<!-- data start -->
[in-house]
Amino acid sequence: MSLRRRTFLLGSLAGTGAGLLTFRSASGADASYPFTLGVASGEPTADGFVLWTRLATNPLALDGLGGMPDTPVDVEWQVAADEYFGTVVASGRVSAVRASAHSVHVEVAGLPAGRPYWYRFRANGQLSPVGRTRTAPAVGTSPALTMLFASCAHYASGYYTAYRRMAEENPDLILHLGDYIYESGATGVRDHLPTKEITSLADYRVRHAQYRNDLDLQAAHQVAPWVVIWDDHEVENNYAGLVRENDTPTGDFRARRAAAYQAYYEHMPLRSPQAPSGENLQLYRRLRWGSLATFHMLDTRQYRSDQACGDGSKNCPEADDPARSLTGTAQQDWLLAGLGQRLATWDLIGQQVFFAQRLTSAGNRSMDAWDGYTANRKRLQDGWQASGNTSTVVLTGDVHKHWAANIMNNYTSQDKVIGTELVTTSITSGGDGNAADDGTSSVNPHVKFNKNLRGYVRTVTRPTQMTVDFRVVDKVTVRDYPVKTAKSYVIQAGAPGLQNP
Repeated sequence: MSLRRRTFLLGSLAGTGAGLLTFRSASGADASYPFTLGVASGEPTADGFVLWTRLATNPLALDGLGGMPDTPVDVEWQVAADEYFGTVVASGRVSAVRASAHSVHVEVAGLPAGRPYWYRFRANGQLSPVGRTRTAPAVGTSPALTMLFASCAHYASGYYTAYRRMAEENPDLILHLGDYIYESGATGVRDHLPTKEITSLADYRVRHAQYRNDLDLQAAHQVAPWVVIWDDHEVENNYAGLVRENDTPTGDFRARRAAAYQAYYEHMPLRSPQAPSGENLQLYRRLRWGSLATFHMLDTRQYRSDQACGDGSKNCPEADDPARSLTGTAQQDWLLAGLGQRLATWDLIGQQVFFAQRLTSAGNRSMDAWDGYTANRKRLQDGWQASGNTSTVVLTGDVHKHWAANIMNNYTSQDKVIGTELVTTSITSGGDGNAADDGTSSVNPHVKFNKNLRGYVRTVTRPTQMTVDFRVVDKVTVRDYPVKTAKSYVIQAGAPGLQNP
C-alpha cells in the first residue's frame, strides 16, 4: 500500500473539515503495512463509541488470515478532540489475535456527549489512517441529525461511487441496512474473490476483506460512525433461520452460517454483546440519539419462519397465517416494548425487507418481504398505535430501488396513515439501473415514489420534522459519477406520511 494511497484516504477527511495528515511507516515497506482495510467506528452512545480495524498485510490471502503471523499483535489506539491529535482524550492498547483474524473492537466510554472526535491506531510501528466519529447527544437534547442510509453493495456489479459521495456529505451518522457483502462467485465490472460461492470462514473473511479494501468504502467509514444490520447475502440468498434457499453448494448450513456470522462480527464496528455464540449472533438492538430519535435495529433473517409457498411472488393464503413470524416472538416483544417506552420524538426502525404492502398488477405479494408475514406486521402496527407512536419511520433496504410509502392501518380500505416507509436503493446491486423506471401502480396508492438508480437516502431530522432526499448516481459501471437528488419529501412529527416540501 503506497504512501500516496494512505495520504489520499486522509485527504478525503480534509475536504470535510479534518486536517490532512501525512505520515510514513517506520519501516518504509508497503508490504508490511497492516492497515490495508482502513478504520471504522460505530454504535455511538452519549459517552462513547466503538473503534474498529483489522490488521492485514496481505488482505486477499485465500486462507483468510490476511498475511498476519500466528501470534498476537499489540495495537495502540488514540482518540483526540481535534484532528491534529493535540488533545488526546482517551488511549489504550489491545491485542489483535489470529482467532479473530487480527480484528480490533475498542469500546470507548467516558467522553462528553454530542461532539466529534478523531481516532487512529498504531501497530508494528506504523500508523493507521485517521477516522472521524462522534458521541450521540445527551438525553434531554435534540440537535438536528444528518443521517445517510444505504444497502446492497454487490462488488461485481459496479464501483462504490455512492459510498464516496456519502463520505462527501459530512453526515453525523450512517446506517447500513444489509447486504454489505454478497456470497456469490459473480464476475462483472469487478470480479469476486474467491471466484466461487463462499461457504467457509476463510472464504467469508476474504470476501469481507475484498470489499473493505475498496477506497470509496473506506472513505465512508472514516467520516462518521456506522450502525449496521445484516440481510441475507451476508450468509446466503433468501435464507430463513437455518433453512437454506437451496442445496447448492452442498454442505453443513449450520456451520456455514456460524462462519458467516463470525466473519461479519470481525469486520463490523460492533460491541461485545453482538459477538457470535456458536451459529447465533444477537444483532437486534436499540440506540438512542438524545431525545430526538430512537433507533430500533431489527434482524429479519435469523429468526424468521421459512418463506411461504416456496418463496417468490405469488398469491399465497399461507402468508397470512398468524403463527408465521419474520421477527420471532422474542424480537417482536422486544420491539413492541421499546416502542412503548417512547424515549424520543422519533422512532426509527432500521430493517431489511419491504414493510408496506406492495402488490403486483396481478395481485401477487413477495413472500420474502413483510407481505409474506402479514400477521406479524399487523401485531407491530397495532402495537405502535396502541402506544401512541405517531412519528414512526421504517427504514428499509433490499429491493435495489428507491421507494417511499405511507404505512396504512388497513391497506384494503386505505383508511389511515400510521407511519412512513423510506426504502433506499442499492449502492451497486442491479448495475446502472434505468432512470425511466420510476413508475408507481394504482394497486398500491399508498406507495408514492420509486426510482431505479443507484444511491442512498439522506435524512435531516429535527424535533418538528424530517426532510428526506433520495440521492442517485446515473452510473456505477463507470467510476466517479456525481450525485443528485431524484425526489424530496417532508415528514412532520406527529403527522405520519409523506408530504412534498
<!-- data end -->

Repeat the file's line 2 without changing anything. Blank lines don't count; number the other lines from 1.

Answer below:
Amino acid sequence: MSLRRRTFLLGSLAGTGAGLLTFRSASGADASYPFTLGVASGEPTADGFVLWTRLATNPLALDGLGGMPDTPVDVEWQVAADEYFGTVVASGRVSAVRASAHSVHVEVAGLPAGRPYWYRFRANGQLSPVGRTRTAPAVGTSPALTMLFASCAHYASGYYTAYRRMAEENPDLILHLGDYIYESGATGVRDHLPTKEITSLADYRVRHAQYRNDLDLQAAHQVAPWVVIWDDHEVENNYAGLVRENDTPTGDFRARRAAAYQAYYEHMPLRSPQAPSGENLQLYRRLRWGSLATFHMLDTRQYRSDQACGDGSKNCPEADDPARSLTGTAQQDWLLAGLGQRLATWDLIGQQVFFAQRLTSAGNRSMDAWDGYTANRKRLQDGWQASGNTSTVVLTGDVHKHWAANIMNNYTSQDKVIGTELVTTSITSGGDGNAADDGTSSVNPHVKFNKNLRGYVRTVTRPTQMTVDFRVVDKVTVRDYPVKTAKSYVIQAGAPGLQNP